Cases of monkeypox detected in Europe, a disease for which there is no vaccine

A disease that has rarely been detected outside the African continent begins to ignite health alerts in Europe, after at least 8 probable cases were located in Spain, 7 confirmed cases in the United Kingdom and 5 more in Portugal.

The cases correspond to monkeypox or monkeypox, a viral disease for which there is no vaccine or treatment, although its outbreaks can be controlled, reported the World Health Organization (WHO).

“In the past, the smallpox vaccine has been shown to be 85% effective in preventing monkeypox. However, the vaccine is no longer accessible to the public, since its production was suspended after the global eradication of smallpox. However, previous smallpox vaccination can contribute to a milder course of the disease, “said the body.

On May 6, the UK identified seven cases, including four in people who identify as “gay, bisexual or men who have sex with men,” according to the UK Health Security Agency (UKHSA).

The first case detected in the United Kingdom was that of a person who recently traveled to Nigeria.

“It is important to stress that monkeypox does not spread easily between people and the overall risk to the general public is very low,” said Colin Brown, director of clinical and emerging infections at the UKHSA.

In Portugal, the National Health Service identified in May more than 20 suspected cases of monkeypox in the cities of Lisbon and Valle de Tejo, however only 5 patients with the virus have been confirmed.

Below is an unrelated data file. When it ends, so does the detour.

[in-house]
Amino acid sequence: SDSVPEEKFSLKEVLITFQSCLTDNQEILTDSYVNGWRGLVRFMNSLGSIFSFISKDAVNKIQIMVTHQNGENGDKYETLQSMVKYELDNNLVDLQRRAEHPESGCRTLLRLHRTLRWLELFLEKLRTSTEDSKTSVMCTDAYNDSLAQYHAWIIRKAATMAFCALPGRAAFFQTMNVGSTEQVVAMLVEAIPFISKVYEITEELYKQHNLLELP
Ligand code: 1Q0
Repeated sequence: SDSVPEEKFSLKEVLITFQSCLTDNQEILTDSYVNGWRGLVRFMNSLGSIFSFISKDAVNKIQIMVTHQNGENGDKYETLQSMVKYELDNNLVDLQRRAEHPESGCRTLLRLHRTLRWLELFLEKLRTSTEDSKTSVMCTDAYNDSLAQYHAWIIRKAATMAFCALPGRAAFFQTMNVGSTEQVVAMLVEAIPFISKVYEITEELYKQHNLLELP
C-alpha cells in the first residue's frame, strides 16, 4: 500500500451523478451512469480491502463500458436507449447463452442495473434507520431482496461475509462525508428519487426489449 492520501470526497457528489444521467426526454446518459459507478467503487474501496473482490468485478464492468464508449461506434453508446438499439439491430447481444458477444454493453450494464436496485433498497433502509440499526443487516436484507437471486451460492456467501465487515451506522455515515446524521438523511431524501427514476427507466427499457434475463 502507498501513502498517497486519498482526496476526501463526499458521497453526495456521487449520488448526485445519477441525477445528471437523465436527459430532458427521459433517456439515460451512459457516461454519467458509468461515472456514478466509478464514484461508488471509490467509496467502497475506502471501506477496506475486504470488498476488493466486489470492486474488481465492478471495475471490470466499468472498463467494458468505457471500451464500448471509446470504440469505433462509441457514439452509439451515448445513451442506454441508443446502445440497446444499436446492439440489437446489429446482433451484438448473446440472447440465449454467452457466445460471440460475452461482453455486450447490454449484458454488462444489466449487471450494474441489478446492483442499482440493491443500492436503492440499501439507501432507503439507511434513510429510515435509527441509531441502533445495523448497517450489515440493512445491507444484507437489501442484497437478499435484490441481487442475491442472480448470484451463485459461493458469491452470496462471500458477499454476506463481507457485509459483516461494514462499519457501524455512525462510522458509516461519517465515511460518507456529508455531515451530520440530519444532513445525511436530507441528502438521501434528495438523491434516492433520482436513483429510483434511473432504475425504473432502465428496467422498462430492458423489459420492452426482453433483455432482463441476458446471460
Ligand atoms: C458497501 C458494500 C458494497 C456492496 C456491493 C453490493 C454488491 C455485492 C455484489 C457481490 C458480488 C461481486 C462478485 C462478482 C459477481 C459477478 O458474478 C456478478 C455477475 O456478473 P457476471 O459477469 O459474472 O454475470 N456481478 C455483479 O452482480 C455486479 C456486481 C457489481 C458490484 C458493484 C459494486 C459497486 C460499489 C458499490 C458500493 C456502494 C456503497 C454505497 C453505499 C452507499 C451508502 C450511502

The agency explained that all patients are young men who have ulcerative skin lesions.

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Meanwhile, in Spain, the director of the Coordination Center for Health Alerts and Emergencies, Fernando Simón, reported that so far there are eight suspected cases of monkeypox in Madrid.

In the spring of 2003, the disease was detected for the first time outside the African continent, when several cases were reported in the United States. The patients had contact with domestic prairie dogs, which had been infected by African rodents imported into that country.

The WHO detailed that monkeypox was first detected in humans in 1970 in the Democratic Republic of the Congo (then called Zaire) in a nine-year-old boy, in a region where smallpox had been eradicated in 1968. Since then, most reported cases have come from rural regions of the Congo Basin rainforest and West Africa, particularly the Democratic Republic of the Congo, where it is considered endemic.

Monkeypox is a rare viral infection similar to smallpox, which was eradicated in 1980. Although monkeypox is much milder than smallpox, and most infected people recover within a few weeks, rarely can be deadly.

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